Kaliningrad Amber Factory was established on July 21, 1947. It is operating on the basis of the largest in the world amber deposit located on the Baltic Sea coast near the village of Yantarny.
All the extracted amber is divided into three classes: for making amber articles, to be pressed, and to produce lacquer. The amber for making articles is of the greatest value, and is used as raw material for the jewelry industry. However, this kind of amber accounts for only one tenth of the extracted amber. The other small pieces cannot be immediately used for making articles and are pressed (30%) and chemically treated (60%). Pressed amber is used for producing adornments and is used as insulators in industry. The products of the chemical treatment-‘the fused amber’ and amber oil become ingredients of various sorts of high quality lacquers and enamels. Amber acid is used for making medicines, chemicals for producing leather substitutes, biogenic stimulants, etc. The largest part of the factory’s output are amber goods produced in mass batches.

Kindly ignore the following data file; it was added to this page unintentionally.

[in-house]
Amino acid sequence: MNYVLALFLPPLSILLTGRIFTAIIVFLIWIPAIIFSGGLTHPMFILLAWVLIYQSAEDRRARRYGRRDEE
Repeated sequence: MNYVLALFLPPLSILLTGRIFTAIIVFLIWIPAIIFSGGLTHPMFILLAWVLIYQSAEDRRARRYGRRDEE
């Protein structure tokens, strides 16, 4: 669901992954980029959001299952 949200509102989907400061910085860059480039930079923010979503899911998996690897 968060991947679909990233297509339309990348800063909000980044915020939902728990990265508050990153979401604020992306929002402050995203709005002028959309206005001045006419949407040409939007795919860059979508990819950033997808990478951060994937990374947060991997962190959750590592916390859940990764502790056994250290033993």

During its operation the factory has produced dozens of millions of jewelry articles. In the first years the range of the products was quite uniform. It was mainly comprised of beads, bracelets, pendants, cigarette-holders, clips and buttons. The adornments were quite often made in the form of leaves, berries, fruits and insects. The amber was tinted to make it look more natural.
Along with the mass production of the amber goods the factory has created unique thematic compositions, monumental vases, gorgeously decorated caskets and souvenirs. Among them is the vase ‘Abundance’, a model of the nuclear powered ice-breaker ‘Lenin’ and the clock ‘Epoch’ rich in numerous details. In the 1960s, under the influence of the Baltic traditions of amber treatment the craftsmen started to use natural forms of amber, to pay attention to its colour and texture, to make various compositions and to combine amber with other materials (wood, wool, plastic). In the 1970s, amber had reached the peak of its popularity in the USSR. The real ‘amber boom’ was connected with the use of gold in combination with amber. In such articles they often use red-hot amber which is made by being treated in special autoclaves. Dull and dirty-yellowish pieces of amber turn into transparent and sparkling stones that perfectly go together with gold.